Once the journey ends, days after you arrive at RAF Brize Norton, there is hardly any time to rest until the in-theatre Reception Staging and Onward Integration (RSOI) training starts. This is where I have to balance carrying a camera with the responsibility to myself to take-in as much as possible of what is being briefed to me. The information is delivered to assist soldiers whilst out here, and, as it will be the first time I am heading out on the ground, cameras were mostly stowed in a bag.

After I finish RSOI I wrap up a day’s admin in Camp Bastion and take the time to drop in on some old friends. This is short lived, as I have work to be getting on with. I catch my flight to MOB Lashkar Gah, the headquarters of task Force Helmand. During the flight, I bag a quick shot of the soldier sat next to me – LCpl Phil Pacey.

LCpl Phil Pacey takes a Chinook flight to Lashkar Gah

LCpl Phil Pacey takes a Chinook flight to Lashkar Gah

When I arrive I set up shop, and conduct my two-day handover with the outgoing photographer, Corporal Mike ‘Nez’ O’Neill. It isn’t long though before I am back on a Chinook helicopter heading back to Camp Bastion to spend four days topping up on the RSOI pictures of 1 Mechanized Brigade troops as they arrive in theatre.

1st Mechanized Brigade troops conduct RSOI training.

1st Mechanized Brigade troops conduct RSOI training.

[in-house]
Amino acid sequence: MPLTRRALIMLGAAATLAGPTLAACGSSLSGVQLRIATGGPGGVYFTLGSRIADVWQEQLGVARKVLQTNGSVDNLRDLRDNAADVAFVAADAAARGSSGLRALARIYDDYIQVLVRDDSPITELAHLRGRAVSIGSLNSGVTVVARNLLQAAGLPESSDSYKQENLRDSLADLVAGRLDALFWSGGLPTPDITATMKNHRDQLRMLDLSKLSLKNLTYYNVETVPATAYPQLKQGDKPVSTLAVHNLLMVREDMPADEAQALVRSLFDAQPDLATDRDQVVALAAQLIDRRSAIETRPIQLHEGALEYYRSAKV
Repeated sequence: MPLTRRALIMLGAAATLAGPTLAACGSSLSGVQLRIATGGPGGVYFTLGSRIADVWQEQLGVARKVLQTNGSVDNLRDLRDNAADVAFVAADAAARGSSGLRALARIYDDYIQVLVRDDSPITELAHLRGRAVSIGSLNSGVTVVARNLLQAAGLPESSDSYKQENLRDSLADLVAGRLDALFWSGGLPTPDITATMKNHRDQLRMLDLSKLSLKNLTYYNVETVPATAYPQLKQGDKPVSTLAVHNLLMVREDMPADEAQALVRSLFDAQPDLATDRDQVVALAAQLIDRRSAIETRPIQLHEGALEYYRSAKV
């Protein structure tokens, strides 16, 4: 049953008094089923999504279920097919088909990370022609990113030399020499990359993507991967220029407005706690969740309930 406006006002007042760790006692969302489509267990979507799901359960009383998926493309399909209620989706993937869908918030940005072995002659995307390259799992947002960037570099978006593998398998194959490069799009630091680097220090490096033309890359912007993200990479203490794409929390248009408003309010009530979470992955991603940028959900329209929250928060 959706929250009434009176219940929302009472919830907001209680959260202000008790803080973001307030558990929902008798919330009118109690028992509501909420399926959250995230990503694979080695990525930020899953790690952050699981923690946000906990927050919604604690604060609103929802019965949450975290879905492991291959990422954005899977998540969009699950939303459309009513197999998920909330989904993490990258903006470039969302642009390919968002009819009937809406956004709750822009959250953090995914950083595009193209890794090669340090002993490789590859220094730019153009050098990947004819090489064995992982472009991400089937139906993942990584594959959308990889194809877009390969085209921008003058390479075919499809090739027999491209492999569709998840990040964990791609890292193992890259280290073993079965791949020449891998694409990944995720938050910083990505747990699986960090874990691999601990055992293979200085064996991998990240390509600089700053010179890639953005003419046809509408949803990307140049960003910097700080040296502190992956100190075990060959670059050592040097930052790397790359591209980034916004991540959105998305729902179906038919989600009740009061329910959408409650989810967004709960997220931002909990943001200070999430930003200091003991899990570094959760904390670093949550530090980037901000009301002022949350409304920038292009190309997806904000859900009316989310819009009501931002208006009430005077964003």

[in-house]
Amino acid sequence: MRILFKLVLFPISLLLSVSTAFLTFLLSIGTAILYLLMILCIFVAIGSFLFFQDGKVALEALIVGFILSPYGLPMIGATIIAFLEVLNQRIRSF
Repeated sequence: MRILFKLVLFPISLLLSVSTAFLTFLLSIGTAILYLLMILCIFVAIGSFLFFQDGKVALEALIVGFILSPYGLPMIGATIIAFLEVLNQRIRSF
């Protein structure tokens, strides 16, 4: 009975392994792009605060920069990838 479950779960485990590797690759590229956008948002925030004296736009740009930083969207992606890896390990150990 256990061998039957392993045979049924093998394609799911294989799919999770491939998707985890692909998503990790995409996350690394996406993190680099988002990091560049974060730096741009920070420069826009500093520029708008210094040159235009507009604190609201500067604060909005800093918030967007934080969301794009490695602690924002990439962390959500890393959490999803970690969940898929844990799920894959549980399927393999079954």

1st Mechanized Brigade troops conduct RSOI training.

1st Mechanized Brigade troops conduct RSOI training.

1st Mechanized Brigade troops conduct RSOI training.

1st Mechanized Brigade troops conduct RSOI training.

1st Mechanized Brigade troops conduct RSOI training.

1st Mechanized Brigade troops conduct RSOI training.

Hanging around Bastion is great for me as the facilities are great and I spend time with the guys from the Combat Camera Team, headed up by Captain Mau Gris. Between the other two guys, Sergeant Barry Lloyd (video) and Sergeant Barry Pope (stills), they cover most media jobs in theatre, spreading out their expertise from Bastion to Kabul if necessary. The two Barrys are the same trade as me, as we are all jointly trained in videography and photography. They have been around the block and have settled into work with ease; pumping out stories quickly and efficiently under the direction of Captain Gris. The guys are fortunate, as most units in theatre know the name of the Combat Camera Team, but luckily for the soldiers of Task Force Helmand (around 5000 troops) they have their own dedicated Media Cell. Yes that’s right, yours truly. I even have my own version of Captain Gris, but he’s called Captain Dalzel-Job (D-J), Scots Guards. He is the SO3 Media, Task Force Helmand, and a force to be reckoned with when it comes to hunting down stories.